• When random bits are requested, return that many bits derived from the entropy pool (by a cryptographic hash function, say) and decrement the estimate of the number of unknown bits. If not enough unknown bits are available, wait until enough are available. This is the design of the "/dev/random" device in Linux, and it provides high-quality random numbers as long as the estimates of the input randomness are sufficiently cautious. The Linux "/dev/urandom" device is a simple modification that returns random numbers even if there is not enough entropy to warrant it.
  • Maintain a stream cipher with a key and IV obtained from an entropy pool. When enough bits of entropy have been collected, replace both key and IV with new random values and decrease the estimated entropy in the pool. This is the approach taken by the yarrow library. It provides resistance against certain attacks and conserves the hard-to-obtain entropy.

There is a Perl module called Math::TrulyRandom (http://search.cpan.org/~gary/Math-TrulyRandom-1.0/TrulyRandom.pod) that generates random numbers from interrupt timing discrepancies.


It is very easy to misconstruct devices that generate random numbers. Also, they break silently, often producing decreasingly random numbers as they degrade. An example might be the rapidly decreasing radioactivity of the smoke alarms mentioned earlier. As the radioactive intensity decreases, its sensor will be required to compensate, not an easily accomplished task. Failure modes in such devices are plentiful and are neither easy nor quick nor cheap to detect.

Because they are quite fragile, and fail silently, statistical tests on their output should be performed continuously. Many such devices include some such tests into the software that reads the device. Others, of course, don't.

Just as with other components of a cryptosystem, a software random number generator should be designed to resist certain attacks. See: random number generator attack. Defending against these attacks is difficult.

Checking the performance of hardware random number generators

Hardware random number generators should be constantly monitored for proper operation. RFC 1750 and FIPS Pub 140-2 include such tests. Also see the documentation for cryptlib. Statistical tests can detect failure of a noise source, or a radios station transmitting on a channel thought to be empty, for example. Ideally data should be sampled for testing before it is passed through a "whitener." This allows better verification of the underlying noise generation. Detecting some deviation from perfection would be a sign that a true noise source is being tested. Correlation of bias with other parameters such as internal temperature of bus voltage would be a further check.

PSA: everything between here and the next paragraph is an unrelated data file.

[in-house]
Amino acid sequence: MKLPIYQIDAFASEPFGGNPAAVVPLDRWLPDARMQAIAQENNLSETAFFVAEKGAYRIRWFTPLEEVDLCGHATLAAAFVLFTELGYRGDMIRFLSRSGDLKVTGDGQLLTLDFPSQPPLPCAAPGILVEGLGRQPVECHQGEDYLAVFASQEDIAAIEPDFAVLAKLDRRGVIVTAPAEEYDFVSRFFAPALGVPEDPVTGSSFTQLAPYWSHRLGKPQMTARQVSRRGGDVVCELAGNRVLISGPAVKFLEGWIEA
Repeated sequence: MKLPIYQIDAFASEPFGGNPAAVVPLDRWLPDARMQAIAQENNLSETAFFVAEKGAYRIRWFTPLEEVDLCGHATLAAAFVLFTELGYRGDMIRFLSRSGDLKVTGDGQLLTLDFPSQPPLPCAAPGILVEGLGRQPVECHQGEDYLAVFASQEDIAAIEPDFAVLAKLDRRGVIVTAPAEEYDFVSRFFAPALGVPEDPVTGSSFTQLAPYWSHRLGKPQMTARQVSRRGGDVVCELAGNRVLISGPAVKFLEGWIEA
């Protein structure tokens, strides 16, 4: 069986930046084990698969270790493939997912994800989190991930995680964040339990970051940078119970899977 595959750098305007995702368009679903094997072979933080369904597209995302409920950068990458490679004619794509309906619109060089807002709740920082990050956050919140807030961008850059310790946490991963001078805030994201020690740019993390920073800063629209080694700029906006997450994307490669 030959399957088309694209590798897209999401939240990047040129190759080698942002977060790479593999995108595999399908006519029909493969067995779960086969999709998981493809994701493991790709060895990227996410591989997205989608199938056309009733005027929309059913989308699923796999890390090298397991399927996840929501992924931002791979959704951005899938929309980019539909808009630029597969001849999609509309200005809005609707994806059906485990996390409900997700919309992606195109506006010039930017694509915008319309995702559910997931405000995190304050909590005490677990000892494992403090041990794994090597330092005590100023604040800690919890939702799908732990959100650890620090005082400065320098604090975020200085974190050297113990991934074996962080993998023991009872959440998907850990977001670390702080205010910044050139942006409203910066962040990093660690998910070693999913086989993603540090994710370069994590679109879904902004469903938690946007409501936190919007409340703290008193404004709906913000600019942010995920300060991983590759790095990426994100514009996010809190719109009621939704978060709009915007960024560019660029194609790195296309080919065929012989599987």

See also

External links

Random number services on the net

World wide web based sources of random bit may be suitable for research purposes but should never be used for cryptographic security.

  • Web Application Allowing Download of Quantum Random Numbers on Demand (http://www.randomnumbers.info) by University of Geneva
  • HotBits (http://www.fourmilab.ch/hotbits/) claims to provide private radioactively-produced random numbers. The author (John Walker) admits to "stockpiling" them, so in principle they could be intercepted if the server were penetrated.
  • random.org (http://www.random.org) claims to deliver private random numbers generated from atmospheric radio noise.
  • RandomNumber.org (http://www.randomnumber.org/) claims to provide for download many large files of random numbers generated using the ComScire J1000KU hardware true random number generator.
  • KenoRND() (http://www.kenotracker.com/keno/Random.asp) claims to provide random numbers generated from live keno results from real casinos

Manufacturers of random number generator devices

  • ComScire (http://www.comscire.com/)
  • Random HG324 (http://random.com.hr/)
  • Protego (http://www.protego.se/)
  • Intel RNG (http://www.intel.com/design/software/drivers/platform/security.htm)
  • VIA RNG (http://www.via.com.tw/en/viac3/c3.jsp) (Included on the CPU itself)
  • LavaRnd (http://www.lavarnd.org/) (Utilises readily available webcams to provide cryptographically strong random numbers)
  • RBI Quantum RNG (http://qrbg.irb.hr/) (A quantum random number generator)
  • Quantis Quantum RNG (http://www.idquantique.com/products/quantis.htm) (A quantum random number generator)